Monday, July 30, 2012
Aprille at Pinterest) of wine bottle edging in the garden and thought it looked really cool. I bet people used to do it in the 60's or 70's. I began gathering bottles in Feb. My oldest niece Heather works in a restaurant and started saving them for me. I'd pick up about 30 or so every 2 weeks. I had to soak them and scrape the labels off because I like how they look better label-less. Also my friends Gregory(see a link to Gregory's photo blog to the left) & Joey have really been into wine lately and saved bottles for me. I got some from my friends Kelly and Jen and one of my clients Sharon K. It took 5 months to amass, soak and plant 680 bottles! I can't tell you how many linear feet that was because it was curvy and counting them was enough for me! We live on a corner. So I went across 2 front sides of the house, down the neighbor's fence, across the street side, around the corner, across the other street and up to the second walkway. It involved digging a trench and "planting" the bottles upside down. It was fairly easy with our sandy soil. But about 4 times I had to inset a rock instead of a bottle because of tree roots. If you look closely there's ONE cobalt blue bottle that a neighbor left for me. It was from Vodka. But I love cobalt blue so much that I saved it for near the end. I think it looks funky and fun :-) As you can see, I still have lots of space between the plants for them to grow. And I'll do one more brick edged center circle that includes our Deodar Cedar tree. I haven't decided what to put as the path which at the moment is dirt. Brick is too expensive. NO GRASS! I'm leaning toward decomposed granite. We'll see in the fall when it's not too hot.
Friday, July 27, 2012
Have you ever seen a miniature garden? Sometimes they are called Fairy Gardens. I think they are adorable! My friend Donna recommended a speaker to come give a talk on Fairy Gardens to one of my garden clubs last Oct. Her name is Kailay and she has a website called Small Weeds.com There is a gallery of photos and she sells mini accessories too. She demonstrated how to plant a miniature garden and sold lots of stuff.
I planted my own mini garden late last year. But it was small and not photo worthy then. I was reminded today of that when I stopped on my way home at Sheridan Gardens, a nursery in Burbank. They had inside their shop a section with Fairy Garden accessories. I refrained from buying because it's my poor time of year and I have enough stuff for several more mini garden pots that I bought from Kailay. So, I just cleaned mine up today and added another little plant(that I hacked off of my big Meulenbeckia). I think it still needs one more but I wanted to share.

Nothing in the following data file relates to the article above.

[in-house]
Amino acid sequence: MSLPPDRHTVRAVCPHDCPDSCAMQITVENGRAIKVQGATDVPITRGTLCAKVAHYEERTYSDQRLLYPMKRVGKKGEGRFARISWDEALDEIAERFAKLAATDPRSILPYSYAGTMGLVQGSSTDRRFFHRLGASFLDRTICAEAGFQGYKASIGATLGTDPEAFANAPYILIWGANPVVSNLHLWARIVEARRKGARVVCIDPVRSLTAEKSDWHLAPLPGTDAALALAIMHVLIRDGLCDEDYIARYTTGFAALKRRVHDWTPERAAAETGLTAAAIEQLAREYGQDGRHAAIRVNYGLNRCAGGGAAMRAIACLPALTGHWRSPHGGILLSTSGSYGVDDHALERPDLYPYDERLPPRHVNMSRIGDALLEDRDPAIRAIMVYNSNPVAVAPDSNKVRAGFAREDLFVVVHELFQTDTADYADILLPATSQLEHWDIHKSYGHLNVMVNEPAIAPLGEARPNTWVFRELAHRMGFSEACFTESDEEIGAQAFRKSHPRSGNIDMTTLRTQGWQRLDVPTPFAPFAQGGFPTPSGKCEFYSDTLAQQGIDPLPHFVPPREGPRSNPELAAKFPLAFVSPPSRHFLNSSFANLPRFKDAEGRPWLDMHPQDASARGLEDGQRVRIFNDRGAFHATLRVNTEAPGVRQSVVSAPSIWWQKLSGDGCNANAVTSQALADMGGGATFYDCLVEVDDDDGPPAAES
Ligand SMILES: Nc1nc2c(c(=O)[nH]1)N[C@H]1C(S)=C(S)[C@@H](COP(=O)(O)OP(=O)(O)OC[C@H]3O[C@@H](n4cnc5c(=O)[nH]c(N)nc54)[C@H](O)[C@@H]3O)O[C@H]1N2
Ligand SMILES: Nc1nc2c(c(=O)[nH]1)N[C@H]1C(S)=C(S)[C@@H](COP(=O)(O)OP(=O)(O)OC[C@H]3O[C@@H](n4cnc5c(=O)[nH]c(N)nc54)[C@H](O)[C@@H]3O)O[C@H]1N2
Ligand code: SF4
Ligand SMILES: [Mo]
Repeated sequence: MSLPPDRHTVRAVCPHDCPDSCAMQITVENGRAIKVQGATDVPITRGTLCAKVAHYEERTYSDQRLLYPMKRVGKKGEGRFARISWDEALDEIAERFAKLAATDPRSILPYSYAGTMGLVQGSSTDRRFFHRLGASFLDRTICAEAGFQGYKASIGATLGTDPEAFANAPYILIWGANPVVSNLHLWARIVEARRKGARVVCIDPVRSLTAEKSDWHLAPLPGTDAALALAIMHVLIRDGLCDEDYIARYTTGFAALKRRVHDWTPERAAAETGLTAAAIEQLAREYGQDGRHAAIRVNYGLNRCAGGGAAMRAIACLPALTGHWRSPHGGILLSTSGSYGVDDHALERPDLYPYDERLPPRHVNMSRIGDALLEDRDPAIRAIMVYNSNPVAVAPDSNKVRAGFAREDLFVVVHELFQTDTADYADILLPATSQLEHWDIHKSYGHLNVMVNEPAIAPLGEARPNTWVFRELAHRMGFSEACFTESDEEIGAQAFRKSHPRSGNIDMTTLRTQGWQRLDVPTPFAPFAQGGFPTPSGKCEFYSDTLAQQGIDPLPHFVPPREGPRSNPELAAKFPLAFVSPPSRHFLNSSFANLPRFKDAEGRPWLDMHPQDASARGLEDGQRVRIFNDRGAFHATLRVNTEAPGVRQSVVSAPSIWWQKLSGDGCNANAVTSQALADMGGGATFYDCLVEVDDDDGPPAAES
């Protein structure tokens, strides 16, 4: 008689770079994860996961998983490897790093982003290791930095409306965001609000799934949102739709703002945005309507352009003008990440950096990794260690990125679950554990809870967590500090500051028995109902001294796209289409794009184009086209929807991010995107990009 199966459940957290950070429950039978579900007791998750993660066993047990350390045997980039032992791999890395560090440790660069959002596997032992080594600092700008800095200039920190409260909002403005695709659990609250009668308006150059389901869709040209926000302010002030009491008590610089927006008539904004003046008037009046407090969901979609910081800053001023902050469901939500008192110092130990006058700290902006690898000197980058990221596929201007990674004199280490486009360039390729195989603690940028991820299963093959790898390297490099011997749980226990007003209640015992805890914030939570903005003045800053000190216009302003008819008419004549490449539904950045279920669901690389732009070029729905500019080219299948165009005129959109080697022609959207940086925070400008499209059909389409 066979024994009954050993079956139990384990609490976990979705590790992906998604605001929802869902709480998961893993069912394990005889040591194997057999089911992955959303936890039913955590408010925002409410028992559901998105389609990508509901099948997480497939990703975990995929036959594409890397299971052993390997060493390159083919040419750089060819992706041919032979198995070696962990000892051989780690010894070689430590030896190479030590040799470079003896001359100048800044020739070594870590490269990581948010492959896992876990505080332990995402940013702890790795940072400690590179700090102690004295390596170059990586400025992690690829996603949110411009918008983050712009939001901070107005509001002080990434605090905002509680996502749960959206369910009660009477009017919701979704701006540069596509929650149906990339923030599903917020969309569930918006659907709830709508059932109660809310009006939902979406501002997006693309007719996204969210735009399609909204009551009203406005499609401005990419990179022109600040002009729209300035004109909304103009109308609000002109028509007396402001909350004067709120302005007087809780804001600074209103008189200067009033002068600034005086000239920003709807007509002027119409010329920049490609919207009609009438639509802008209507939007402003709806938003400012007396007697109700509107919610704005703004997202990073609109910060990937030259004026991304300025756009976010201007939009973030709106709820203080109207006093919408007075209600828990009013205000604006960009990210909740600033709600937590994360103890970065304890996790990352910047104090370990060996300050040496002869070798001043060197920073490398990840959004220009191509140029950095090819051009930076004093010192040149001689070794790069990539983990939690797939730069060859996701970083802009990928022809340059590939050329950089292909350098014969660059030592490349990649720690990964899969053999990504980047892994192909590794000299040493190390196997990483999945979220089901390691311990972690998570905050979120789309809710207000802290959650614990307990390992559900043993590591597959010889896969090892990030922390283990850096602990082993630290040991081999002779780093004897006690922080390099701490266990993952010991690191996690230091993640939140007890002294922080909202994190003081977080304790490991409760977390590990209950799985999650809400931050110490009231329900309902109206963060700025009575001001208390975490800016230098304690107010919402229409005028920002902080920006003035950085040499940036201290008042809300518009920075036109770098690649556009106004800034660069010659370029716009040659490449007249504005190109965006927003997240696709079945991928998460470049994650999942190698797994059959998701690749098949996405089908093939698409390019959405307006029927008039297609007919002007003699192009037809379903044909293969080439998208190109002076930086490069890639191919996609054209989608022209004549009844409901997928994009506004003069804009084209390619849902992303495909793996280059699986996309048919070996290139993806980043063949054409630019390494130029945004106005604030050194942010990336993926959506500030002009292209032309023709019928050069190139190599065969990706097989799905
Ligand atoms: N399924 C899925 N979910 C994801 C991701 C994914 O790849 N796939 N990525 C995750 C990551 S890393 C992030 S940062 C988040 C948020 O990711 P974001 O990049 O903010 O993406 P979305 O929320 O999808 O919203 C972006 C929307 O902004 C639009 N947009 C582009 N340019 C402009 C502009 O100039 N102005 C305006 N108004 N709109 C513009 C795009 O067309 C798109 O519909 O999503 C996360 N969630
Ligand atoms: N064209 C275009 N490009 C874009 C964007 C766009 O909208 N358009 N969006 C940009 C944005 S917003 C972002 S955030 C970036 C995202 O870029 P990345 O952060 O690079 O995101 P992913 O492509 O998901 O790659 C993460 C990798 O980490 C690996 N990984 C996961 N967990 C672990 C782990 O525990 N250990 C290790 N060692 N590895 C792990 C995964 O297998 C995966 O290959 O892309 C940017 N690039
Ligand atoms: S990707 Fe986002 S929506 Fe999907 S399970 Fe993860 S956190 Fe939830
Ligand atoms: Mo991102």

The tall plants(or mini trees) are: Comprosma "Tequila Sunrise" or C. "Rainbow Surprise"(I honestly can't remember which) on the left, Serissa foetida "flora pleno" which has tiny double white flowers on the right and is used as bonzai often. The groundcover on the right is Dymondea margareta. I always think it looks like a miniature Gazania. The little plant on the left is Meuhlenbeckia axillaris nana. It makes a cute little green matt. That is not to be confused with Meuhlenbeckia complexa or Wire Vine. I have that too but it is very viney. I had some Irish Moss planted there too but it wasn't happy and died. It seems moss only grows where you DON'T want it.
I used two little fence pieces, two chairs and a table to which Kailay glued two coffee cups and saucers. TOO CUTE! There is a small birdbath on the left in the back. I used some small bits of flagstone and Rick's donation was a little lavender amethyst rock.
Fairy Gardens are easy. I just have to be delicate when I water it and try to not knock over the furniture ;-) Try planting one yourself. There are a ton of mini gardens on the web. See my board on Pinterest miniature-houses-gardens here. Happy Fairy Gardening!
Sunday, July 22, 2012
The flowers rise up to about 3 ft in summer and bloom several times on the same stems. It starts to look crappy in late Autumn and needs cutting almost to the ground.
I tried to talk myself out of this pink one. But after going back to it 3 times and telling myself that one has to buy unusual things when one sees them, I bought one! I'll keep it in it's pot and plant it in the garden when it's cooler.
Tuesday, July 17, 2012
Wednesday, July 11, 2012
Australia. But I was wrong. You learn something new every day! It's got ferny foliage and is related to the Mimosa tree. This one is in a huge pot at one of my commercial jobs. About once a year it threatens to die(they have difficulty watering it). And I freak out because it's not easy to replace that big. But it's happy now and a wonderful plant.
Saturday, July 7, 2012
I wanted to share this other fragrant white flower, Mandevilla laxa. I saw it blooming on the wall at the nursery of The Huntington Botanical Garden about 5 years ago and was happy to be able to buy one. I had it in a 15 gallon can with just a few stakes until a few months ago when I planted it in the ground of our backyard. It has already reached the top of the trellis and is looking fabulous!
The genus Mandevilla was named for Mr. Henry Mandeville, hence we pronounce Mandevilla- MAND-a-VILL-a and NOT with the spanish y tortilla sound.
It's a wonderful plant if a bit hard to find. Maybe the fragrant flowers will make my summer a bit bearable(I hate summer heat). Enjoy your fragrant summer flowers.